Could the piqued interest in additive manufacturing persist after the pandemic? Some signs say “Yes”!
During the initial stage of the pandemic, something fundamentally changed the view of 3D printing technology by many manufacturers. The immediate effect was a severe disruption of normal supply chains.
Disrupted supply chains was literally catastrophic for many businesses, simply because of the long-term focus on efficiency. In order to achieve the lowest possible build costs, many manufacturers over decades gradually moved to a “just in time” mode, where they would build products as they were ordered.
This approach required a reliable stream of supplies coming from OEMs, paced to match the incoming product orders. Just in time processing works really well, and is extremely efficient, but as we have seen, breaks down nearly instantly once the supply chains are broken.
And that’s exactly what happened during the early phases of the pandemic. Manufacturers were suddenly without parts for their assemblies, and had to shut down operations.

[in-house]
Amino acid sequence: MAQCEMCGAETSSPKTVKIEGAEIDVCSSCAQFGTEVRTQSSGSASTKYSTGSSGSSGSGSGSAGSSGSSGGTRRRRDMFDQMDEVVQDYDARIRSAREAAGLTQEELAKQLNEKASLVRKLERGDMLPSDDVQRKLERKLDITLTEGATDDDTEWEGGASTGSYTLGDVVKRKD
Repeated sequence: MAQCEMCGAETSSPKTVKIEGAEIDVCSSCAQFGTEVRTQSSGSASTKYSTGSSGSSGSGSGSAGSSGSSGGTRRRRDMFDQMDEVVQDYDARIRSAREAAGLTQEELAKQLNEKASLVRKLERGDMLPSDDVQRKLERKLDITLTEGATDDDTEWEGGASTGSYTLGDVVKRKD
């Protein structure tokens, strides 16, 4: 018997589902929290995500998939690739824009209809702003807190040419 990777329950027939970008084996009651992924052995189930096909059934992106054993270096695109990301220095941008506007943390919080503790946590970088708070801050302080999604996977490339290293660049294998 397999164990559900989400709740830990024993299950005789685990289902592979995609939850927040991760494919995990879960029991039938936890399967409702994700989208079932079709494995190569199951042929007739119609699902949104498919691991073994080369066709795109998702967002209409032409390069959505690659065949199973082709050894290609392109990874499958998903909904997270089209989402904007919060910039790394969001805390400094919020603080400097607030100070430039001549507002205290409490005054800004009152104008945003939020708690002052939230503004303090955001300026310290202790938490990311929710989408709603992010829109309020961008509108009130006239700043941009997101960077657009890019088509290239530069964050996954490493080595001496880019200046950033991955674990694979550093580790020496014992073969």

In some cases, however, a solution was discovered with 3D printing: 3D printer installations could, for certain types of parts, quickly produce moderate volumes of substitute part flows.
For many companies, this was a revelation: 3D printing had previously been viewed as “something for prototyping, not manufacturing”. Now their minds were changed, having seen the ability of the technology to meet their production needs.
Combining that with a now-present focus on flexibility as well as efficiency, some are using 3D printing more than previously.
The question in my mind has been whether this phenomenon would continue after the pandemic.
Now as we begin to see the light at the end of the tunnel, I’ve been seeing a pattern in news releases lately.
Many have been announcing that Company X has acquired a quantity of Manufacturer Y’s 3D printers. Normally this isn’t news: 3D printer manufacturers naturally do sell 3D printers; that’s their business, literally.
But in these latter stages of the pandemic there are some notable sales of equipment underway.
There was an announcement from Sintavia, a Florida-based additive manufacturing service focusing on aerospace and defense, that they’ve just acquired three new GE Additive Arcam A2X EBM metal 3D printers.
Another announcement came from PrintParts, an up-and-coming New York-based additive manufacturing service. They’ve contracted with EnvisionTEC to acquire eight more One cDLM 3D printers to be used in an array for volume production (see image at top).
And there are other similar announcements.
The point here is that 3D printer manufacturers are indeed selling equipment, sometimes in good quantities. The buyers are evidence that the need for 3D printing is increasing, and I suspect some of that demand is due to the new additive attitude that’s developed during the pandemic.